### The Completeness of PA with the $\omega$-rule

Although it's a well-known fact that the theory obtained by "closing $PA$ under the $\omega$-rule" is complete, I cannot find an immediately available online source, so here is a proof. (Something like this is in a proof theory textbook, like Takeuti, but almost all my books are a thousand miles away.)

The language $L_A$ is the first-order language of arithmetic with $=, 0, S, +$ and $\times$. Assume a Hilbert-style linear deductive system, with Modus Ponens; By "$\phi$ is an axiom of $PA$" I mean "either $\phi$ is a logical axiom or $\phi$ is one of usual axioms for $S, +$ and $\times$, or $\phi$ is an instance of induction". But we shall allow infinitely long derivations, indexed by ordinals. We define the system $PA^{\omega}$ as follows: a (possibly infinite) sequence $(\theta_0, ..., \theta_{\alpha})$ of formulas is an derivation in $\omega$-logic from $PA$ iff, for each $\beta \leq \alpha$:
(i) either $\theta_{\beta}$ is an axiom of $PA$;
(ii) or there are $\gamma, \delta < \beta$, such that $\theta_{\delta}$ has the form $\theta_{\gamma} \rightarrow \theta_{\beta}$;
(iii) or $\theta_{\beta}$ has the form $\forall x \psi(x)$ for some formula $\psi(x)$ with exactly $x$ free, and there is an injection $f : \omega \rightarrow \beta$ such that $\theta_{f(n)} = \psi(n)$, for all $n \in \omega$.
Here $\alpha, \beta, \gamma$ and $\delta$ are ordinals; derivations may be infinite; the second condition (ii) expresses a single application of Modus Ponens; the third condition (iii) expresses a single application of the $\omega$-rule - roughly, the derivation has a subsequence which is an $\omega$-sequence of the form $\psi(0), \psi(1), ...$, and the "conclusion" formula has the form $\forall x \psi(x)$.

Say that $\phi$ is a theorem of $PA$ in $\omega$-logic just when there is an $\omega$-derivation of the form $(\dots, \phi)$ from $PA$. Let $PA^{\omega}$ be the set of theorems of $PA$ in $\omega$-logic. We aim to prove that: $PA^{\omega}$ is the same as true arithmetic; that is,
Theorem. $PA^{\omega} = Th(\mathbb{N})$.
Lemma 1. If, for all $n \in \omega, \phi(n) \in PA^{\omega}$, then $\forall x \phi(x) \in PA^{\omega}$. (I.e., $PA^{\omega}$ is closed under the $\omega$-rule.)
[Proof: Assume that, for all $n \in \omega, \phi(n) \in PA^{\omega}$. So, for each $\phi(n)$, there is an $\omega$-derivation; next, take all these $\omega$-derivations (of $\phi(0), \phi(1)$, etc.) and paste them together; place the formula $\forall x \phi(x)$ at the end. This is an $\omega$-derivation of $\forall x \phi(x)$. So, $\forall x \phi(x) \in PA^{\omega}$.]

Lemma 2. If $\phi \in PA^{\omega}$, then $\mathbb{N} \models \phi$. (I.e., $PA^{\omega}$ is sound.)
[Proof: Each axiom of $PA$ is true in $\mathbb{N}$. Modus ponens is sound for $\mathbb{N}$. The $\omega$-rule is sound for $\mathbb{N}$. Hence, in any given $\omega$-derivation from $PA$, every formula is true in $\mathbb{N}$. So, all $\omega$-theorems of $PA$ are true in $\mathbb{N}$.]

Lemma 3. For all sentences $\phi$, either $\phi \in PA^{\omega}$ or $\neg \phi \in PA^{\omega}$. (I.e., $PA^{\omega}$ is complete.)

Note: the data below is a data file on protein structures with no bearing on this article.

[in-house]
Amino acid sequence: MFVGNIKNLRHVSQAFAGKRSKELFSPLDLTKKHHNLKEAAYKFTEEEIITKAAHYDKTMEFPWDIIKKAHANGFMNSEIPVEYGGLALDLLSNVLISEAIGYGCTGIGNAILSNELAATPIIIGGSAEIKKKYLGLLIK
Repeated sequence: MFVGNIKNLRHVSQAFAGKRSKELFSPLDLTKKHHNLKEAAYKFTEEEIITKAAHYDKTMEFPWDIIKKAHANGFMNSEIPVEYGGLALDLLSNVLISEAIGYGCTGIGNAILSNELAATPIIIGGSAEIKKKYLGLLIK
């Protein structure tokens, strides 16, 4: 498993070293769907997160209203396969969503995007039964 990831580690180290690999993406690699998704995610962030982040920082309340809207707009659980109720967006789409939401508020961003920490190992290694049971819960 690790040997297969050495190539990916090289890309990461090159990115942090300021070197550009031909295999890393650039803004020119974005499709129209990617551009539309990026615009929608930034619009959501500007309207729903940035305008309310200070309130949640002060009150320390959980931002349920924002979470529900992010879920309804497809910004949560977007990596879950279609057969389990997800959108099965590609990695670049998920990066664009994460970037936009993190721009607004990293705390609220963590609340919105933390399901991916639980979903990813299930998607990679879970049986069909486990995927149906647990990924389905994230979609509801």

[Proof. This is by induction on the complexity of $\phi$. $PA$ is itself negation-complete for atomic sentences. If $\phi$ is of the form $\neg \theta$ and either $\theta \in PA^{\omega}$ or $\neg \theta \in PA^{\omega}$, then either $\neg \neg \theta \in PA^{\omega}$ or $\neg \theta \in PA^{\omega}$; and so, either $\phi \in PA^{\omega}$ or $\neg \phi \in PA^{\omega}$. And similarly with conjunctions.
For quantified formulas, suppose $\phi$ has the form $\forall x \psi$. As induction hypothesis, suppose that, for all $n \in \omega$, either $\psi(n) \in PA^{\omega}$ or $\neg \psi(n) \in PA^{\omega}$. Consider two cases.
Case 1. Suppose that, for all $n \in \omega$, $\psi(n) \in PA^{\omega}$. Then, $\forall x \psi \in PA^{\omega}$, by lemma 1. So, either $\phi \in PA^{\omega}$ or $\neg \phi \in PA^{\omega}$, as required.
Case 2. Suppose that, for some $n \in \omega$, $\psi(n) \notin PA^{\omega}$. So, by induction hypothesis, $\neg \psi(n) \in PA^{\omega}$. So, $\exists x \neg \psi \in PA^{\omega}$. So, $\neg \phi \in PA^{\omega}$. So, either $\phi \in PA^{\omega}$ or $\neg \phi \in PA^{\omega}$, as required.]

Lemmas 2 and 3 say that $PA^{\omega}$ is sound and complete. Hence, all of its models are elementarily equivalent. Since $\mathbb{N}$ is a model of $PA^{\omega}$, all of its models are elementarily equivalent to $\mathbb{N}$. So, $PA^{\omega} = Th(\mathbb{N})$. In fact, the only properties of $PA$ we actually needed to use are that its axioms are true in $\mathbb{N}$ and that it is negation-complete for atomic sentences. These properties both hold for Robinson arithmetic $Q$. So, we get that $Q^{\omega} = Th(\mathbb{N})$.

1. Göran Sundholm7 August 2013 at 17:08

Dear Jeffrey,
"cannot find an immedaitely available on line source" ...
In Torkel Franzén, 'Transfinite Progressions: A Second look at ompleteness', Bulletin of Symbolic Logic 10:3 (2004), pp. 367-389, at p. 376 ff there is an elegant proof of Shoenfield's completeness theorem for the RECURSIVE - in fact Kalmár elementary - omega-rule, which a fortiori shows that arithmetic with the unrestricted omega-rule is complete.

2. Great, many thanks, Göran. Yes, you're right. Actually, I think Torkel showed me this by email, way back!
To be honest, I didn't look too hard online, though; and probably some proof-theorist has some online lecture notes for it.

Cheers,

Jeff

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